SOUTH PLAINFIELD, NJ – The South Plainfield Senior Center looked a bit younger this past Saturday March 7th, as children throughout South Plainfield descended on the Center for the South Plainfield Library’s annual ‘Read Across America’ program celebrating Dr. Seuss’ birthday. The day highlights the need, to read, and celebrates the birthday of Theodor Seuss Geigel, better known as Dr. Seuss.
The day’s events included a number of distinguished, but disguised public officials that read to the 140 strong children that were in attendance. South Plainfield’s Mayor Anesh, was dressed as “Cat and the Hat” and read his namesake book along with Library Board member Cheryl Nagel-Smiley. The Mayor, who seems to be a dead ringer for ‘Cat in the Hat’ was the biggest hit taking pictures and signing autographs. “This event I circle on my calendar each year because of the fun and enjoyment I get out of it,” said Mayor Anesh. “The children have a great time, but so do the adults. It is a great event and an initiative for reading.”
“I was thrilled to have such a great turnout for the event,” said South Plainfield Library Director Linda Hansen. “Each year this event gets bigger and bigger. I’d like to thank the “Friends of the Library” for once again sponsoring such a great day for South Plainfield’s future.”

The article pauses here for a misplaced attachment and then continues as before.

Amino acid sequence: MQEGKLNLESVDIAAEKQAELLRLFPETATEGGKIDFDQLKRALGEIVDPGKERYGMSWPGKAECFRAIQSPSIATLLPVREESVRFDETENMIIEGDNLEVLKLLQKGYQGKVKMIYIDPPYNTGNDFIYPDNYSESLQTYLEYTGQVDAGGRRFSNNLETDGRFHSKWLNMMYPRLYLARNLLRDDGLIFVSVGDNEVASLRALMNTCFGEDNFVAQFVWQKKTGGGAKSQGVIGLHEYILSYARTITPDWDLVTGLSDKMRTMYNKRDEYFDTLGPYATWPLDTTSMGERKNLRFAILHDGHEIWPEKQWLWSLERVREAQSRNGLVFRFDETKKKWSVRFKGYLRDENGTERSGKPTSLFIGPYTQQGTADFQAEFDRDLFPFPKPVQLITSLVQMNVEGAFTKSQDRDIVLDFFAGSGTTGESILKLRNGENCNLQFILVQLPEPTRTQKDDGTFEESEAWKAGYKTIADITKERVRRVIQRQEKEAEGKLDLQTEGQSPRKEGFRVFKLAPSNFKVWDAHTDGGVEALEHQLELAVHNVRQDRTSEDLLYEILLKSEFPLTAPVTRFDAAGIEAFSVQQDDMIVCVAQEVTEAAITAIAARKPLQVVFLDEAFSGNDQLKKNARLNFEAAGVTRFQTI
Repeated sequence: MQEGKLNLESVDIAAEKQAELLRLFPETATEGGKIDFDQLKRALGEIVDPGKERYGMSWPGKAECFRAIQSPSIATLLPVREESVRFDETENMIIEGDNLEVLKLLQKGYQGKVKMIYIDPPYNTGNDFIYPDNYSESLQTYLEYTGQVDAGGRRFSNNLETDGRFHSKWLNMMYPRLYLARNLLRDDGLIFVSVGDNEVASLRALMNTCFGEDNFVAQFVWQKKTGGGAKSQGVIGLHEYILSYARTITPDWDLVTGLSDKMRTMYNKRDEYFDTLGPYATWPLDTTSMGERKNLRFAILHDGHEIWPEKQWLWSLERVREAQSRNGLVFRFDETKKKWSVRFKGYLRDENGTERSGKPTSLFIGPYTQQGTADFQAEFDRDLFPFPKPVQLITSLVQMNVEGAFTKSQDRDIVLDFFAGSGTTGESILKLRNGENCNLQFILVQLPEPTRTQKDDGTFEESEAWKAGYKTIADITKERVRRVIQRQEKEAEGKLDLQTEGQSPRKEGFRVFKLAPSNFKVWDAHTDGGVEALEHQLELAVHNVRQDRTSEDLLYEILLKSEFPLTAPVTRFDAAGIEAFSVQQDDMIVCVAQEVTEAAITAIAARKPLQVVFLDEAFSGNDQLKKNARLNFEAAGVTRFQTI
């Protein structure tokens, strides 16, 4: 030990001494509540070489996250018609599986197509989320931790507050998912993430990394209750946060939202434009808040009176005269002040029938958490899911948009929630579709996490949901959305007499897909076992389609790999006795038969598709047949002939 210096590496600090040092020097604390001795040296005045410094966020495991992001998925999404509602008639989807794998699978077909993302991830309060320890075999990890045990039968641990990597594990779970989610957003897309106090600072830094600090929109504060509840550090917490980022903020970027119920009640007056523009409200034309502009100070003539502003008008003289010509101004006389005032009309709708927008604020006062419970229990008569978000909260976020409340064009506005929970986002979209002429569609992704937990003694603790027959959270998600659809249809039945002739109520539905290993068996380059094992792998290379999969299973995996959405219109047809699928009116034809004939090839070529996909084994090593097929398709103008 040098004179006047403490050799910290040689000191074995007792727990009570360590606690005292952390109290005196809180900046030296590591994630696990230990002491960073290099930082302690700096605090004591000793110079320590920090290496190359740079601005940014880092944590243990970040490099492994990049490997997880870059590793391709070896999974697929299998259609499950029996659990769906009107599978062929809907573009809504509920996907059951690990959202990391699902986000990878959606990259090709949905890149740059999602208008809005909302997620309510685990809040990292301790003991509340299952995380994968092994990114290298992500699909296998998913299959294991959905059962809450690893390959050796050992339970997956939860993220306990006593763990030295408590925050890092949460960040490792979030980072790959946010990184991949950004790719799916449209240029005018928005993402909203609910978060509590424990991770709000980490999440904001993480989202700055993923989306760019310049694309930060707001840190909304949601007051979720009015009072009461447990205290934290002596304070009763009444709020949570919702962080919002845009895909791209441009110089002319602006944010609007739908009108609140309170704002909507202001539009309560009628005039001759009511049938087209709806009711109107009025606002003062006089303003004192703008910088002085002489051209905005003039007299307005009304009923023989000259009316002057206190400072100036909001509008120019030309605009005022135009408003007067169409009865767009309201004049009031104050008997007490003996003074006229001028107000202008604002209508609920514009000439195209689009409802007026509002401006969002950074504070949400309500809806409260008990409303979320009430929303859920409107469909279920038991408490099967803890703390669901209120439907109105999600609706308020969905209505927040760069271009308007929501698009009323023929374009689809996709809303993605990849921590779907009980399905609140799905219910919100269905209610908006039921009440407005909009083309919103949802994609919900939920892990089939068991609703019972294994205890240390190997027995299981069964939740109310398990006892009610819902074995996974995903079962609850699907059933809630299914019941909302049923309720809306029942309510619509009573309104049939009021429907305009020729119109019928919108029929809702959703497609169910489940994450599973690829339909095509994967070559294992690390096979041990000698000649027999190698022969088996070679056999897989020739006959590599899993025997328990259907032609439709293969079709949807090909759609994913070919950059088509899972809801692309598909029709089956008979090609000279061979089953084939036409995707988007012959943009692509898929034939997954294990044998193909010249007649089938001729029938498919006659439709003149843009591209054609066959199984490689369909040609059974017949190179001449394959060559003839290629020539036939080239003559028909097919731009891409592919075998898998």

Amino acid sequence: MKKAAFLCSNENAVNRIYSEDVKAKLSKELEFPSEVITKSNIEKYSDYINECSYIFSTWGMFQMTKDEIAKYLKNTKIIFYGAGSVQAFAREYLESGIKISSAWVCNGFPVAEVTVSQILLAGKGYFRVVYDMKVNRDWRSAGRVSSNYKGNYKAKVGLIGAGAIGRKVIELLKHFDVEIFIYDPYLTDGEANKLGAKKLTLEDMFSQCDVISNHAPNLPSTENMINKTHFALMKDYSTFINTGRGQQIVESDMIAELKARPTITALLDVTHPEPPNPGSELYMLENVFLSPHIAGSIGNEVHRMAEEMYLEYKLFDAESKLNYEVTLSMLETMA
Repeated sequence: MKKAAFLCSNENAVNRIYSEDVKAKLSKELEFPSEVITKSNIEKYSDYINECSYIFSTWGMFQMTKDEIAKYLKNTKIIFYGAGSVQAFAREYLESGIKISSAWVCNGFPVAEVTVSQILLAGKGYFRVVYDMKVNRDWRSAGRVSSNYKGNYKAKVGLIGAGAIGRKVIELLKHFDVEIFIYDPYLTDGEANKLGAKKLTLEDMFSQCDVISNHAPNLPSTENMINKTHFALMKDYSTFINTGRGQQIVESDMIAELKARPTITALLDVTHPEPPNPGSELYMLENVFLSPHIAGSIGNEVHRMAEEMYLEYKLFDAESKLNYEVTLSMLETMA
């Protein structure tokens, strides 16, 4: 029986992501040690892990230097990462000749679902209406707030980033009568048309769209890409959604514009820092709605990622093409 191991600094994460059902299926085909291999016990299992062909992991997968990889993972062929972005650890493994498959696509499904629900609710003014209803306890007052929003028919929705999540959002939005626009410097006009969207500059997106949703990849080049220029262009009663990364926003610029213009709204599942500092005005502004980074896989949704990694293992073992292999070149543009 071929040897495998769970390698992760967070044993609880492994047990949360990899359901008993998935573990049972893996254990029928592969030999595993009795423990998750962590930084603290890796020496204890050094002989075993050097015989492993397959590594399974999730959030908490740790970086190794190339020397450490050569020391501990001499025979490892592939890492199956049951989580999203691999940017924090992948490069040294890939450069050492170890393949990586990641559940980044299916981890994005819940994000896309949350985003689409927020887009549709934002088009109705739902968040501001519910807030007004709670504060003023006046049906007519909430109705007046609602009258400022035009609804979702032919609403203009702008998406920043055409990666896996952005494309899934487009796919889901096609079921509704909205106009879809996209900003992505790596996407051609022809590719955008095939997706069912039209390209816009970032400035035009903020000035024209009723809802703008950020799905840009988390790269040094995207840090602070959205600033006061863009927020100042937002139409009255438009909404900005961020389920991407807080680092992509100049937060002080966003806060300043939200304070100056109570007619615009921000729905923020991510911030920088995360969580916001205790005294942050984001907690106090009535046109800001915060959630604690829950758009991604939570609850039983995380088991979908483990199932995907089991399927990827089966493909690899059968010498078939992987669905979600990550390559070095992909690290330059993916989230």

South Plainfield’s hometown Assemblyman and Assembly Education Committee Chairman Patrick J. Diegnan (D-18) and Assemblywoman Nancy Pinkon (D-18) kicked off the day’s events reading Dr. Seuss’s “Green Eggs and Ham.”
The day ended with everyone eating Dt. Seuss’ birthday cake, and walking away with goodie-bags, balloons and a day’s worth of memories.
Theodor Seuss Geigel, known as Dr. Seuss, was born in Springfield, Massachusetts on March 2, 1904. In 1925 he published his first cartoon under the pseudonym “Seuss.” After his wife Helen learned she could not have children, Dr. Seuss decided to begin writing children’s books. “And to Think That I Saw It on Mulberry Street,” his first, was published in 1937.
A year later Dr. Seuss wrote “The 500 Hats of Bartholomew Cubbins,” the first book that showed the author’s interest in hats. He followed it up in 1939 with “The King’s Stilts,” a story in which cats for the first time—but not the last—played a major role.
But success wasn’t immediate. Over the next few decades, Dr. Seuss wrote in his spare time while working in advertising, where he was successful writing ads for some of the giants in consumer products and retail.
Over the next few decades, Dr. Seuss continued to write books. In 1954 he wrote one of his most famous, “Horton Hears a Woo.” In 1957 he wrote two of his most famous, “The Cat in the Hat,” and “How the Grinch Stole Christmas.” Three years later he wrote another favorite, “Green Eggs and Ham.”
In 1966 “How the Grinch Stole Christmas” hit TV screens, and over the next few years he wrote about a half-dozen more books, including “The Lorax” in 1971 and “Oh the Places You’ll Go” in 1990.
Theordor Seuss Geisel died on September 24, 1991 and would have been 111 this year. “Seuss wrote books that make people think and imagine,” said biographer Philip Nel.